Newsletter 2021-02-18



Podcast: Where oh where are the Sumatran rhinos? by [02/18/2021]

– Sumatran rhinos are one of the most endangered large mammals on the planet, with no more than 80 left in the wild.
– Not only that but biologists are challenged to even find them in the dense rainforests they call home in order to conserve them via captive breeding.
– To shed light on the animal’s precarious situation and mysterious whereabouts, this episode of the Mongabay Explores podcast series speaks with conservation biologist Wulan Pusparini.
– This ‘rhino search and rescue’ is a big challenge she tells host Mike DiGirolamo in this episode of the podcast.

Big dream: NGO leads in creating 1,615-mile Amazon-Cerrado river greenbelt by Jenny Gonzales [02/17/2021]

– The Black Jaguar Foundation plans to reforest 1 million hectares (2.4 million acres) along Brazil’s Araguaia and Tocantins rivers in the Amazon and Cerrado biomes. The 2,600 kilometer (1,615 mile) long natural corridor will require the planting of around 1.7 billion trees. Tens-of-thousands have already been planted.
– This natural corridor will be established on private lands, and it will have dual ecological and economic goals, resulting in both land conservation and sustainable agroforestry production. It would cross six Brazilian states (Goiás, Mato Grosso, Mato Grosso do Sul, Tocantins, Pará and Maranhão).
– BJF is well funded and well organized, so the greatest barriers to accomplishing the NGO’s goals are many initially resistant rural property owners who need to be sold on the economic benefits of the green corridor. 24,000 privately owned lots are included in the planned green corridor.
– “Brazil has a huge liability in degraded areas, and the BJF [green corridor] initiative is a huge outdoor laboratory for ecosystem restoration in the center of the country, in the agricultural frontier region,” said one researcher.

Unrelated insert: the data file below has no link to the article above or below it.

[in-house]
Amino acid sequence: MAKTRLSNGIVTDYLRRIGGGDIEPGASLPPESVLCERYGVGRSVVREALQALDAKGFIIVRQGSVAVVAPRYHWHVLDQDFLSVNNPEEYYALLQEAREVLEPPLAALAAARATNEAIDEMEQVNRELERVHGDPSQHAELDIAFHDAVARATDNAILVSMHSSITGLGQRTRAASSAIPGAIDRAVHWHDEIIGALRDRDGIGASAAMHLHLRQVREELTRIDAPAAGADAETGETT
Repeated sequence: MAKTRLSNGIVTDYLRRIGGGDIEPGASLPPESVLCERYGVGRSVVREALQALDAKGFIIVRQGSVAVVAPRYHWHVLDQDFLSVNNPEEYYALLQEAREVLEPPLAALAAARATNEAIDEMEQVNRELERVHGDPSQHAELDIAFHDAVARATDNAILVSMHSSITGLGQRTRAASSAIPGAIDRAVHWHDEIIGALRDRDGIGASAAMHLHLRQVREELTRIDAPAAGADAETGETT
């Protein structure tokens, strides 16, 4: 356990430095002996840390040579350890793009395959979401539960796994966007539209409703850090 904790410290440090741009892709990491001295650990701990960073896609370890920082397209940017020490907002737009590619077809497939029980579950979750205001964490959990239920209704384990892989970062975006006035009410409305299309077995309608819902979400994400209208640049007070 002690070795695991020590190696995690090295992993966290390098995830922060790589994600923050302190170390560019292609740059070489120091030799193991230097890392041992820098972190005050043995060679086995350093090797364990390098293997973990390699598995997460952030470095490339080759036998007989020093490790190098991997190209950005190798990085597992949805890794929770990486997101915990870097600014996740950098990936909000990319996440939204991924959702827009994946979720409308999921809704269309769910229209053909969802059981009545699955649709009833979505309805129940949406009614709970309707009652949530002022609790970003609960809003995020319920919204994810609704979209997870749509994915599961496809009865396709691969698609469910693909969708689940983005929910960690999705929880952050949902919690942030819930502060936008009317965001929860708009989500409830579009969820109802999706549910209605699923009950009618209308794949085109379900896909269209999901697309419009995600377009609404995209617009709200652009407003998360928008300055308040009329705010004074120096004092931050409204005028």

‘A better world is within reach’: Q&A with Greenpeace’s Jennifer Morgan by Rhett A. Butler [02/16/2021]

– Founded more than 50 years ago to protest nuclear testing, Greenpeace has grown to become one of the world’s most influential environmental groups. Greenpeace is best known for its attention-grabbing, non-violent direct actions to pressure companies and governments, but the organization also employs a variety of other tactics, from in-depth research to strategic engagement, to drive change.
– Greenpeace’s power is such that when it mobilizes a campaign against a target around a specific issue, even the mightiest of companies finds it difficult to ignore. This approach has pushed a number of Fortune 500 companies to enact a range of policies, from how they source commodities to how they produce energy. Greenpeace campaigns have pressured governments to disclose data on deforestation, carbon emissions, and fishing practices.
– In an interview with Mongabay founder Rhett A. Butler, Greenpeace International executive director Jennifer Morgan discussed Greenpeace’s approach, including when it decides to pursue broader cultural change instead of corporate and government targets.
– “While politics and leaders certainly can influence culture and norms, we believe culture has much more influence on politics and leaders,” she said. “Where culture goes, politicians either follow or lose elections, and companies either change or go bankrupt.”



A tale of two seas: Closed season is a mixed bag for Philippine sardines industry by Bong S. Sarmiento [18 Feb 2021]
– Since 2011, the Philippine government has imposed a closed fishing season on various major fishing grounds during the sardine spawning season.
– Implemented during the tail end of the year until March the following year, the closed fishing season has been both a boon and bane for communities.
– In the sardine capital of the Zamboanga Peninsula in the country’s south, the ban has boosted catch sizes for artisanal fishers, while in the Visayan Sea in the central Philippines, catches have dwindled.
– Experts point to different implementations of the fishing ban in the two regions and highlight the need to assess the economic implications of the measures, particularly to marginalized fishers.

Indonesian police may probe coal miners over deforestation-linked floods by Hans Nicholas Jong [18 Feb 2021]
– The Indonesian police say they might investigate coal companies for their alleged role in recent deadly floods that struck southern Borneo.
– Critics accuse the companies of degrading the water catchment in South Kalimantan province through deforestation and sedimentation, which they allege amplified the impact of the rain-fueled floods.
– The government, meanwhile, is under fire for issuing more permits than the previous three administrations.
– Activists warn the environmental degradation in the province will only get worse under a slate of controversial deregulation measures passed by the government last year, which they say caters to coal companies at the expense of the environment.

Wasting away: Sea urchins suffer deformities from plastic chemicals by Claire Wordley [17 Feb 2021]
– Chemicals found both in new plastics and those washed up on a U.K. beach caused deformities in sea urchin larvae, according to a new study in the journal Environmental Pollution.